When Victoria Flett, now 28, began suffering with painful, heavy periods lasting up to 15 days at the age of 12, she never would have guessed the cause.
It wasn’t until she was 17 that she found out the truth from her grandma, who, at a family get-together, revealed that Victoria had been born with two wombs.
The then-teenager was totally unaware of her condition, known as uterine didelphys, but the news made a lot of sense.
She said: ‘It seems my family had known for years.
‘Born weighing over 10lb, I’d had a difficult birth and had some broken ribs, as it was a struggle to get me out.
‘At some point early on, because of what had happened and subsequent health problems, doctors X-rayed me and, according to my gran, that was when they discovered my two wombs.
‘It was common knowledge in my family, but I was freaking out, as I didn’t know anything about it.’
Victoria had already visited the gynaecologist at 15, when she had difficulty putting tampons in. After an examination, medics explained to her that she had a septum separating her vagina.
However, it was only after the family gathering, two years later, that she realised there was more to her condition.
Following her grandmother’s revelation, Victoria visited the doctor for an ultrasound which showed a small uterus on the left and a larger one on the right – each with its own cervix.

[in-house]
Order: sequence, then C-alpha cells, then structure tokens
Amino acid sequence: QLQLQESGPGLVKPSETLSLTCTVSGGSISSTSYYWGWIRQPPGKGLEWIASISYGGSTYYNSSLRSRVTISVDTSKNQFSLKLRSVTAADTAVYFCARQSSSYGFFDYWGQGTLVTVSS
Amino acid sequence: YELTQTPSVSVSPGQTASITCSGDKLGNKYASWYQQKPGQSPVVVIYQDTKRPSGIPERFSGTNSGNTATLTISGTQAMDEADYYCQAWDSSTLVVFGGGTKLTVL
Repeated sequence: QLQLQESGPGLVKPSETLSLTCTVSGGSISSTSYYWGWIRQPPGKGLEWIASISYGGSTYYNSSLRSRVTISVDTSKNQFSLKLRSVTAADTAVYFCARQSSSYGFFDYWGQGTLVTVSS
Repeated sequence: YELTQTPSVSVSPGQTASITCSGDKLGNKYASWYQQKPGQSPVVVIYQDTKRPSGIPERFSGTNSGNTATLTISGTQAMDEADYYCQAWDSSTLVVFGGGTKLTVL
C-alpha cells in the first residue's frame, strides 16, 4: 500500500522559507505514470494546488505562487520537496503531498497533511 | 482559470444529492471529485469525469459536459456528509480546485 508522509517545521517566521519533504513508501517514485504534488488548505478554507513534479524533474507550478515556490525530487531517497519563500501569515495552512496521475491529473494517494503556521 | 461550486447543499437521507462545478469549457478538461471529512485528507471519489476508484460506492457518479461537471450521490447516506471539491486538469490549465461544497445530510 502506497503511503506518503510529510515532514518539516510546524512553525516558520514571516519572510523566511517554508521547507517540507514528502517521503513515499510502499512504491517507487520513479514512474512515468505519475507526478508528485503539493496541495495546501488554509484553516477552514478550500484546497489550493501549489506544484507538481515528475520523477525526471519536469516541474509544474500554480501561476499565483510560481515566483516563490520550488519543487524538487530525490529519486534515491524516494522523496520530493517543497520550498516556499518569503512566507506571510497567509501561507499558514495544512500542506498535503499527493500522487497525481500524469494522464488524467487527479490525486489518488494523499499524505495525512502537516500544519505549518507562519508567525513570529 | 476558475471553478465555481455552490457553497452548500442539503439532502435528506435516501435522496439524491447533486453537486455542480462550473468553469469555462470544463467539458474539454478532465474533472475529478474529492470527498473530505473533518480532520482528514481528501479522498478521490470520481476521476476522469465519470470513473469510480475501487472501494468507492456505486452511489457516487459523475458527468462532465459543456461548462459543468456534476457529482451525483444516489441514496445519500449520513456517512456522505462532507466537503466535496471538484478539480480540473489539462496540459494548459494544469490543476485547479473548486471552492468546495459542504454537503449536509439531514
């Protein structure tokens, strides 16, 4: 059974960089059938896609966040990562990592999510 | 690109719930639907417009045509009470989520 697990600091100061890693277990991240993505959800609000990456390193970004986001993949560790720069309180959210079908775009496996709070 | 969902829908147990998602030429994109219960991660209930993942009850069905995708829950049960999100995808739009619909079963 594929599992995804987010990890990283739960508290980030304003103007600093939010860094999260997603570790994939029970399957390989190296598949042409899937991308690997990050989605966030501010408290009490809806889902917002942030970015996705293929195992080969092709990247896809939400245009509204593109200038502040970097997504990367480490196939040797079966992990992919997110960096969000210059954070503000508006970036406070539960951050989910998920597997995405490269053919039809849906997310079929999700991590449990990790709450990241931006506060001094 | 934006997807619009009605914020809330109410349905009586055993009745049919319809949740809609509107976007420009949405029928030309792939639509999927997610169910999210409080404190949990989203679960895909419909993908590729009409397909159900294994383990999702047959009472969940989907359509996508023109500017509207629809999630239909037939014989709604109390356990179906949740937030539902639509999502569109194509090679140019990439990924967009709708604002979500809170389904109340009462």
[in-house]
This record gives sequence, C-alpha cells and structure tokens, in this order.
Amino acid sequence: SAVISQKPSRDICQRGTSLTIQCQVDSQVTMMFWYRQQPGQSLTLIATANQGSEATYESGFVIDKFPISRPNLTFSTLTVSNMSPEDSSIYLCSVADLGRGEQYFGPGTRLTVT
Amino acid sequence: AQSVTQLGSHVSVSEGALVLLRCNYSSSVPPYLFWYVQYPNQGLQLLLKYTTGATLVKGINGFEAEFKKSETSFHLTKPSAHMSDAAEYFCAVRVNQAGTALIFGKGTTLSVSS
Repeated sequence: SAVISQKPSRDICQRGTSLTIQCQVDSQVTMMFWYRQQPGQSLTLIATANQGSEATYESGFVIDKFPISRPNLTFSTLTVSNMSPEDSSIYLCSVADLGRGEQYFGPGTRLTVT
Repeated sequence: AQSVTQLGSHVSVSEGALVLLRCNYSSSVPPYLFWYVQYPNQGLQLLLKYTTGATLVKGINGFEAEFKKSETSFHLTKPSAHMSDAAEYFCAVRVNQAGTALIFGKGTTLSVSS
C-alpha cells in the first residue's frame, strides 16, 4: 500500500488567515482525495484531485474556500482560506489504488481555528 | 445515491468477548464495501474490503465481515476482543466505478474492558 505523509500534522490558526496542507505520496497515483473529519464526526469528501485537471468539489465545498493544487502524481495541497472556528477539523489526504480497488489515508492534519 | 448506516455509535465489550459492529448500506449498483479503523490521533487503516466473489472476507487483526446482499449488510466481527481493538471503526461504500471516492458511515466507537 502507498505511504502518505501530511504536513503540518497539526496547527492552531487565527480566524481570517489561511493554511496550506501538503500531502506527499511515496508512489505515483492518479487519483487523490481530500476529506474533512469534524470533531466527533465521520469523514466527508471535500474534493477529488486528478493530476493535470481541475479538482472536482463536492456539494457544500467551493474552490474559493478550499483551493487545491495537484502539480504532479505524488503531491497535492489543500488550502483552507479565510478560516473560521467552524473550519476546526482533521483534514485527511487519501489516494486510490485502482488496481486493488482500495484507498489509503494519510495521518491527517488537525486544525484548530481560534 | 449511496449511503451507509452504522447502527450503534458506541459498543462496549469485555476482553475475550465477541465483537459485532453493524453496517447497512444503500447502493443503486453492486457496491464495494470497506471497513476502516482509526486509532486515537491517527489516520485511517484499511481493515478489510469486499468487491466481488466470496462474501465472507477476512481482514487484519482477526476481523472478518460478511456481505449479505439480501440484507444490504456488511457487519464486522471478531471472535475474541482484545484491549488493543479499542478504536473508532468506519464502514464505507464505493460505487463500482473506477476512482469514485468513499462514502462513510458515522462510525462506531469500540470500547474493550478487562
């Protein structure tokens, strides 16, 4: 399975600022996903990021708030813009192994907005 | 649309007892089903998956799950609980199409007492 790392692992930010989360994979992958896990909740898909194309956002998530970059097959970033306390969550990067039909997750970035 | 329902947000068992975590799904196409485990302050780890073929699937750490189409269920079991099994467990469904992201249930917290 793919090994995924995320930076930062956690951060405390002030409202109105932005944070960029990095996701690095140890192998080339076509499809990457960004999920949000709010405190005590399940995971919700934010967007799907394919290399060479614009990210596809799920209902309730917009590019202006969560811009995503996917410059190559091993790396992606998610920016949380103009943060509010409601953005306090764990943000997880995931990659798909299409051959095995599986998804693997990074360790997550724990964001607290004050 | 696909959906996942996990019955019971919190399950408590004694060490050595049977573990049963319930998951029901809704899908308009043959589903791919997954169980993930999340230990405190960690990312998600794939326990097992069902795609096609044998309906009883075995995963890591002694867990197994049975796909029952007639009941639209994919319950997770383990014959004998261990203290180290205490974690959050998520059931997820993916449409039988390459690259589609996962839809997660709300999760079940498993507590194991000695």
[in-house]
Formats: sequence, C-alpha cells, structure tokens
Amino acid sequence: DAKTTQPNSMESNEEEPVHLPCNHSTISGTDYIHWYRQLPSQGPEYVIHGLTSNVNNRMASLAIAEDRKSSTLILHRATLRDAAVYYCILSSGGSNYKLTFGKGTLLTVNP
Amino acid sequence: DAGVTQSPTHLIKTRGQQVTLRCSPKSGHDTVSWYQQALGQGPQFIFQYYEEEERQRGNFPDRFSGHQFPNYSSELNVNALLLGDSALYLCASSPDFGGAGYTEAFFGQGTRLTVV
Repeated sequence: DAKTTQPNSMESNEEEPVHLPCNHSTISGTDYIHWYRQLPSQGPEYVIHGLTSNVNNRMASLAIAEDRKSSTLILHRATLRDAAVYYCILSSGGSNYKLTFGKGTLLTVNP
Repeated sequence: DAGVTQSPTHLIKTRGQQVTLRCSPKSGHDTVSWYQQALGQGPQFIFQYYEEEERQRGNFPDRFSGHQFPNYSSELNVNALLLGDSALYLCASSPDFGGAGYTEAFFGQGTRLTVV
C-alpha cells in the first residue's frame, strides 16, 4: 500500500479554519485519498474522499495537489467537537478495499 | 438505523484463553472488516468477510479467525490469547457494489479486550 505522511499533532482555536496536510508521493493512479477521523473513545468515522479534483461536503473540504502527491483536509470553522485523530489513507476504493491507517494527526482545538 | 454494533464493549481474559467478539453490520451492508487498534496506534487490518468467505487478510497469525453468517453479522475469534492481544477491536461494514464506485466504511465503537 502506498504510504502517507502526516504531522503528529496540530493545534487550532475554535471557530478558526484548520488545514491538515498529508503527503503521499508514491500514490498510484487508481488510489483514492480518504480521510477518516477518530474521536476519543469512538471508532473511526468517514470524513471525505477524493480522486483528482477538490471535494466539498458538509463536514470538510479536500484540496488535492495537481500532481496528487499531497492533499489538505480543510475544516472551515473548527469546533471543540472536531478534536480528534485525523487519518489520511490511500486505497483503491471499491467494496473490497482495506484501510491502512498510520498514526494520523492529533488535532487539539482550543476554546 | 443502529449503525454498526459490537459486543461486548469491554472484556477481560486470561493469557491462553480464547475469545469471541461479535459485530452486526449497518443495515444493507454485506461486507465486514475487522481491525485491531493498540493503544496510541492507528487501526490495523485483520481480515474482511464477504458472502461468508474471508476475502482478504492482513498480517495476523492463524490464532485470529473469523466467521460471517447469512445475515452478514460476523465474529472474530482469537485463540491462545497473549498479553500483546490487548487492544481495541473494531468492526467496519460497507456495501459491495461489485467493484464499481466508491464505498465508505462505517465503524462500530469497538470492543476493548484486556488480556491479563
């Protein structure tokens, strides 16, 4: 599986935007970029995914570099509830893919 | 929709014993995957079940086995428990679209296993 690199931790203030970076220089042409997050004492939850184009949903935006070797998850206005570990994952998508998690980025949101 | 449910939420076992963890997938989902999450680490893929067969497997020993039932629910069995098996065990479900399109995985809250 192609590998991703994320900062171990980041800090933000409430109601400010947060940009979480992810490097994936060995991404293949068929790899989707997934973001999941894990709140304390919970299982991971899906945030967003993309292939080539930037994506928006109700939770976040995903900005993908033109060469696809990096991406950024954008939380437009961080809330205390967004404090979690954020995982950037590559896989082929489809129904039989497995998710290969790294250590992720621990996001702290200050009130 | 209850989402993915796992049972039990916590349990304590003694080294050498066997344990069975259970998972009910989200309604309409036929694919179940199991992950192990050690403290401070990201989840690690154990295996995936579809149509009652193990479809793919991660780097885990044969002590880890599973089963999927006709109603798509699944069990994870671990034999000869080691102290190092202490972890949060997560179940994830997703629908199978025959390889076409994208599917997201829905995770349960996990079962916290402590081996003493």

Doctors also explained that uterine didelphys could lead to other health problems – such as difficulties getting pregnant.
Despite this, Victoria managed to conceive all three of her children – nine year-old Arabella, six-year-old Riley and three-year-old Olivia – naturally.
Her eldest daughter grew in her smaller, left uterus while her son developed in the right one and her youngest girl was in the left one again.
Now Victoria, who lives in Missouri, is very keen to raise awareness of her condition and is extremely active within a Facebook group for other woman living with it.
She said: ‘It really helped me being able to make “virtual friends” with people going through the same thing.
‘I am an administrator now and help to run the group, which is marvellous.
‘Since I joined four years ago, our membership has grown from around 100 to over 1,000.
‘There’s not much information out there about this condition, so speaking to other women is really important.
‘We’re like a family, a community, who help each other and give support when it’s really needed.’
For more information on the condition, visit: Uterine Didelphys Support Group
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